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ORIGINAL ARTICLE  METHODOLOGICAL PROBLEMS IN REHABILITATION RESEARCH. REPORT FROM A COCHRANE REHABILITATION METHODOLOGY MEETING Freefree

European Journal of Physical and Rehabilitation Medicine 2019 June;55(3):364-71

DOI: 10.23736/S1973-9087.19.05786-1

Copyright © 2019 EDIZIONI MINERVA MEDICA

language: English

Issues of comorbidity in clinical guidelines and systematic reviews from a rehabilitation perspective

Thorsten MEYER , Kolja WULFF

Rehabilitation Sciences, School of Public Health, University of Bielefeld, Bielefeld, Germany



BACKGROUND: Systematic reviews have a major role for evidence-based care and found the basis of clinical guidelines. In rehabilitation, typical patients have co- or even multimorbidities, present in different patterns. The primary aim of this paper is to raise different conceptual and methodological issues regarding the role of comorbidity and multimorbidity in systematic reviews. Specifically, we aim to examine how issues of comorbidity and multimorbidity are addressed in clinical guidelines and systematic reviews with a special emphasis on rehabilitation care.
METHODS: We use systematic reviews of interventions in unspecific low back pain (LBP) as a case in point, because of its importance to rehabilitation care and its known comorbidities. We searched the Cochrane Library for systematic reviews on LBP and identified the different ways of handling issues of co-/multimorbidity within these reviews. We also searched for methodological studies related to co- and multimorbidities within guidelines.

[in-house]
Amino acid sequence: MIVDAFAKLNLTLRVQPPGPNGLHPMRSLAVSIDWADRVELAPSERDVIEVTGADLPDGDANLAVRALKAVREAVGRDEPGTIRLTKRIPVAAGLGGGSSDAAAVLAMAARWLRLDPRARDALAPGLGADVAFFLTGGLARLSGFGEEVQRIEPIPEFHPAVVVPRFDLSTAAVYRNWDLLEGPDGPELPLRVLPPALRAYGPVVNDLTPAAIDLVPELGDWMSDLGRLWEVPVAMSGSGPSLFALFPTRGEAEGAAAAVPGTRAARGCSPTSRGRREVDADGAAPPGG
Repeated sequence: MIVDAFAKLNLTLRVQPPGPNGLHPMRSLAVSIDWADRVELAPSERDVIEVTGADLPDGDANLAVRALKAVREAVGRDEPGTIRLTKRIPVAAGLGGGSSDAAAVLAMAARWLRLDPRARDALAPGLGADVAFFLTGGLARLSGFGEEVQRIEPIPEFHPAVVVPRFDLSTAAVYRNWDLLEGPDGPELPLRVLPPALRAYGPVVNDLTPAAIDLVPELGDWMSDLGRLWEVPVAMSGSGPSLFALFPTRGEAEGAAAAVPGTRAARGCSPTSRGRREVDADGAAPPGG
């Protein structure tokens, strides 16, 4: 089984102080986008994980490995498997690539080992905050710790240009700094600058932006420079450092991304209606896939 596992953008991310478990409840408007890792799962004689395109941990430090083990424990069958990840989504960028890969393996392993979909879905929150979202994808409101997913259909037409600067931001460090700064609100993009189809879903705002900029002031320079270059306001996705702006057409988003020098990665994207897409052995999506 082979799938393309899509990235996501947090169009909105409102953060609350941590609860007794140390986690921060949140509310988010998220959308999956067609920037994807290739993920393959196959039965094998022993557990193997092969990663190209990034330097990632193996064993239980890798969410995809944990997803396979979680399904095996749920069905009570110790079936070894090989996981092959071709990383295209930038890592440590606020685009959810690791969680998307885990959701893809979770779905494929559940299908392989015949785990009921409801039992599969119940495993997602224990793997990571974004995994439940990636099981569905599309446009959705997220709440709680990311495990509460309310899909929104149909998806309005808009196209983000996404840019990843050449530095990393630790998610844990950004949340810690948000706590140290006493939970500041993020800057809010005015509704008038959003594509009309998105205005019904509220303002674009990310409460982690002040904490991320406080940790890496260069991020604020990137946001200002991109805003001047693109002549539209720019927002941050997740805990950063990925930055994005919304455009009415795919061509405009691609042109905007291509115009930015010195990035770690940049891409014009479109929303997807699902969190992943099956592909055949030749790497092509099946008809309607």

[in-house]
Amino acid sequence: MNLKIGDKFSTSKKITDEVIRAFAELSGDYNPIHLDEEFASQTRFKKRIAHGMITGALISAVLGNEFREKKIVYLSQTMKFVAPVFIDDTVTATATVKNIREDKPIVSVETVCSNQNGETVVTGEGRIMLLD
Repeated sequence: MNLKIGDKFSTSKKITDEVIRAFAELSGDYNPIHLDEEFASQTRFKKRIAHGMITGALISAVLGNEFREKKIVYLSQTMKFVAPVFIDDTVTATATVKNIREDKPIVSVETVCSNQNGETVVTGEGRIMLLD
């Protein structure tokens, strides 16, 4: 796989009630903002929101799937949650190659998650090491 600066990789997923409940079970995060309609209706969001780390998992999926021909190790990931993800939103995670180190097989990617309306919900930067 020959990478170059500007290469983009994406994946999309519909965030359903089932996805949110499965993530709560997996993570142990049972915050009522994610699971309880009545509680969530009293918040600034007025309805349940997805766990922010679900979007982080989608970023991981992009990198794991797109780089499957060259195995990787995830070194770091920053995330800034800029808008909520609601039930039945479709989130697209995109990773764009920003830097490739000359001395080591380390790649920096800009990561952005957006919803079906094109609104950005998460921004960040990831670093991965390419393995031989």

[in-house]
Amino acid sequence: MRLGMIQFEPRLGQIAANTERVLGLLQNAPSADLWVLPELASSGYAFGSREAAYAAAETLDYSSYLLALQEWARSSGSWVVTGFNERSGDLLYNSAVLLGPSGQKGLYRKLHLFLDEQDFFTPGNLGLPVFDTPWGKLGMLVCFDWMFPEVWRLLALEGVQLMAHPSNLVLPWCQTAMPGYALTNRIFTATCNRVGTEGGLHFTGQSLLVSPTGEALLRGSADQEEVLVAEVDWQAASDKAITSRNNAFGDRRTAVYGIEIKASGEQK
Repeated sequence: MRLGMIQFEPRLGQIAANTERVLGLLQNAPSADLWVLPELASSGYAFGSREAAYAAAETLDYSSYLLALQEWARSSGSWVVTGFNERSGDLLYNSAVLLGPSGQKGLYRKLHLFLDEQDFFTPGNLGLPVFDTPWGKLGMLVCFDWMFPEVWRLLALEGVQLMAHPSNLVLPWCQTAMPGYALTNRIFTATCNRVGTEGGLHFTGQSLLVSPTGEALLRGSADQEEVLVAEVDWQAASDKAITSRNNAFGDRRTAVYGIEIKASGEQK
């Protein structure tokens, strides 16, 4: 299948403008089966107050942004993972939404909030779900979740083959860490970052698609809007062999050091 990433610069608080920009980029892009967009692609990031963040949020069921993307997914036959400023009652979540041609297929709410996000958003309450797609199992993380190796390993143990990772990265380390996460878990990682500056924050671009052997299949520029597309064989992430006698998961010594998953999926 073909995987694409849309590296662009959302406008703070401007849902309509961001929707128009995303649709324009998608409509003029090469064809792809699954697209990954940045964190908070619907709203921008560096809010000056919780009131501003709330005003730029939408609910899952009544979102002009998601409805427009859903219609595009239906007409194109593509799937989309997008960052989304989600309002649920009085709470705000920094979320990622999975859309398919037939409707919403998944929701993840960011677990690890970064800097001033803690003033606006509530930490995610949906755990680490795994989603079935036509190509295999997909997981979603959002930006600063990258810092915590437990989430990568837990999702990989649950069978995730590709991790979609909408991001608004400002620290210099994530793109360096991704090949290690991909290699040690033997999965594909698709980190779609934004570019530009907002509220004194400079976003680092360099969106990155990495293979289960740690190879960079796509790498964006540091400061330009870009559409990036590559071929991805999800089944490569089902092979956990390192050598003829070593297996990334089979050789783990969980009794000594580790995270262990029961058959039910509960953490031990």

RESULTS: We identified 49 systematic reviews on LBP published between 2004 and 2017 and excluded 11 reviews for various reasons. In the remaining 38 reviews we found only scant evidence that comorbidities were considered. Comorbidities are entered in a systematic review, mostly on a superficial level, in terms of introducing LBP as a multifactorial disorder or disorders that are associated with LBP, as a target of an intervention, in the planning of the review in terms of planned subgroup analysis, as exclusion criteria within original studies or systematic reviews, as outcomes, and in the conclusion section as necessary target groups of the intervention (i.e. subgroups).
CONCLUSIONS: There is a clear-cut need to address comorbidities both in systematic reviews and clinical guidelines. Systematic reviews should consider co-/multimorbidities in their exclusion/inclusion criteria, should extract data on comorbidities from the original studies, and address the topic of pre-specified subgroup analyses. However, the theoretical and empirical basis for the inclusion of comorbidities issues in systematic reviews has to be further developed both in epidemiological and clinical studies.


KEY WORDS: Comorbidity; Systematic review; Guidelines as topic; Rehabilitation; Low back pain

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